Lewis, C. S. (Clive Staples), 1898-1963 is used instead.

Putting it under the full name is just confusing. None of us are his family or his close friends, we are his readers, and we should use the same entry that libraries and standard references works such as encyclopedias use. And we shouldn't move the famous movie actor well known by his stage name to his real name, Marion Morrison, either. Dpbsmith 17:39, 26 May 2007 (EDT)

Shouldn't George W. Bush be moved wholesale to Dubya then, with the former acting as a redirect to the latter..? A google of his full name returns plenty of results - maybe you should talk your local librarians into doing their job a little more efficiently? Fox 17:52, 26 May 2007 (EDT)
No, George W. Bush should not be moved to Dubya, because although Dubya is a well-known informal nickname for him it is not the form of his name that is used by himself (in his campaigns), not the way his name appears on ballots, and not the way biographers, newspapers, and reference books refer to him.
Google searches are often misleading for various reasons, but your Google search on Lewis is faulty because you did not put the name within quotation marks. Didn't you notice that most of the hits in your top results were websites with titles like "Into the Wardrobe :: a C. S. Lewis web site," "C.S. Lewis," and so forth? One of them, [ The Long, Long Trail: The British Army in the Great War of 1914-1918" uses the full name, but that's because the context of the entire article is his war service... and it even adds
"Clive Staples Lewis is better known as C.S. Lewis, the author of, among other works, the Chronicles of Narnia"
By not enclosing the name in quotation marks, you are picking up many irrelevant entries, and many that give the full name in passing but use "C. S. Lewis"
Now, I don't like Google searches on the Web as anything but very rough measures, because they're easily distorted by search engine optimization and because they pick up all sorts of informal writing, but nevertheless if I search on the exact phrases "Clive Staples Lewis" and "C. S. Lewis" I get 263,000 and 1,730,000 hits, respectively.
(Similarly, dubya and "George W. Bush" return 3,230,000 and 62,800,000 hits, respectively).
If we're going to use Google at all, I much prefer searches on Google Books because using only print sources reduces search engine optimization effects and adds a certain sanity filter. In this case, we find:
"Clive Staples Lewis", 70 hits
"C. S. Lewis", 2670 hits
Dpbsmith 06:57, 28 May 2007 (EDT)
I really don't get what your problem is, you are like a terrier yapping at the postman and passers-by. You have moved the article to C. S Lewis, and got what you wanted. What is it with the carping aftwerwards?? We disagreed, you unilaterally reverted the edit, and now you seem to want to crow about it incessantly. Get over it! Do something constructive! Fox 07:03, 28 May 2007 (EDT) Added: Apologies if that sounded like a personal attack, the point I was trying to get across is that you have made 4 consecutive edits to this talk page, essentially over a subject that is no longer up for discussion. As I said, it is now moved and I personally would prefer to go back to working on the article rather than be tied up in this discussion :) Fox 07:18, 28 May 2007 (EDT)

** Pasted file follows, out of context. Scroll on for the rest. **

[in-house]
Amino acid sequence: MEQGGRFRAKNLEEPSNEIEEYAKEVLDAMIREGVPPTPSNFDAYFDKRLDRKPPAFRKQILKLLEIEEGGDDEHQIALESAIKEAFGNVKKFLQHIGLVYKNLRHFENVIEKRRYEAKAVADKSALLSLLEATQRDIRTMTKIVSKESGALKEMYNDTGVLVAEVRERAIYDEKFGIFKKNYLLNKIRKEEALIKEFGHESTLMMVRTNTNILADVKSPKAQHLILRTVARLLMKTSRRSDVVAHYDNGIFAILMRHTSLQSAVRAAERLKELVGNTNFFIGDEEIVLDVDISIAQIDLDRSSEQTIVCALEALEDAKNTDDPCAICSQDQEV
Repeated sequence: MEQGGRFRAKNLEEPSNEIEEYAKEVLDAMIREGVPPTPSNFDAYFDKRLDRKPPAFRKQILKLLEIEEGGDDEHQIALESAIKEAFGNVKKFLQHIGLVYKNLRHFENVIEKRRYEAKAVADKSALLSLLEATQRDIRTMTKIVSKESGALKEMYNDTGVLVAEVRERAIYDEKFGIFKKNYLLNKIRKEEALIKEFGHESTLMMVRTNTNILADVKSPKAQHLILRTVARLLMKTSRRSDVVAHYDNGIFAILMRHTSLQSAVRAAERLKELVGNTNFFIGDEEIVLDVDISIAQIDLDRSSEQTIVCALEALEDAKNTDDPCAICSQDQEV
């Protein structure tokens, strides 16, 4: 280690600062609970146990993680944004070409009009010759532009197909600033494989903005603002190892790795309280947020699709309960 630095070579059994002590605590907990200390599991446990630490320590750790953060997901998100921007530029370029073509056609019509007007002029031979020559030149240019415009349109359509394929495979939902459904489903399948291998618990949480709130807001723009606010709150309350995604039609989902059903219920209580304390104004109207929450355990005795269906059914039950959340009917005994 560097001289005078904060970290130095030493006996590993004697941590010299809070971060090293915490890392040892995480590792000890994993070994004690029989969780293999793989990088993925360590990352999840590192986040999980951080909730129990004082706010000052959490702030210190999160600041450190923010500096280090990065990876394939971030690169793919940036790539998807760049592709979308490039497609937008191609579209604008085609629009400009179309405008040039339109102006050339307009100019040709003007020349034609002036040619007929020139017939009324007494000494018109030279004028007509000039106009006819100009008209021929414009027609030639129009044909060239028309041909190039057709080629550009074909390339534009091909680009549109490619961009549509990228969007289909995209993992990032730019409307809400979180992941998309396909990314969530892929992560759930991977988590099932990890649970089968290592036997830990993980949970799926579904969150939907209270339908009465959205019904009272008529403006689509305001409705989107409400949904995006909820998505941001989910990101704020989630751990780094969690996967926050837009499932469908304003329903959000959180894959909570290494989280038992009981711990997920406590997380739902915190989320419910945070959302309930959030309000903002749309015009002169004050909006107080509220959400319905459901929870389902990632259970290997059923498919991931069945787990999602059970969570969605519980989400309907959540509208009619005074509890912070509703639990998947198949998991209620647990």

Thank you for the extensive updates Fox, but I also hope there is a common understanding that some alterations may be done on your work. For instance, on the front page of conservapedia talking about the number of entries, they are referred to as "concise". Information on the chest measurements of Lewis, both relaxed and extended, may go beyond that description. Learn together 11:52, 29 May 2007 (EDT)

Debatable: As far as physical descriptions of a man go, I would suggest you don't often see much more concise than that :P File:User Fox.png Fox (talk|contribs) 14:17, 29 May 2007 (EDT)


This seems debatable. Most, I think, would describe him as British. Is there a citation that claims that he was Irish? Ajkgordon 08:50, 24 January 2008 (EST)

Not only did he self-identify as Irish ("I'm Irish not English! Did you ever know an Irishman who didn't puff and blow?" - C. S. Lewis(1958)) note also that his nationality exempted him from conscription. This is mentioned also with regard to his brother (Warren Lewis was a volunteer (he was Irish by nationality, hence not subject to conscription)). See also C. S. Lewis: My Irish Life. 10px Fox (talk|contribs) 10:18, 24 January 2008 (EST)
Also, partition didn't occur until 1920. 10px Fox (talk|contribs) 11:12, 24 January 2008 (EST)
Ah, OK, thanks. —The preceding unsigned comment was added by Ajkgordon (talk)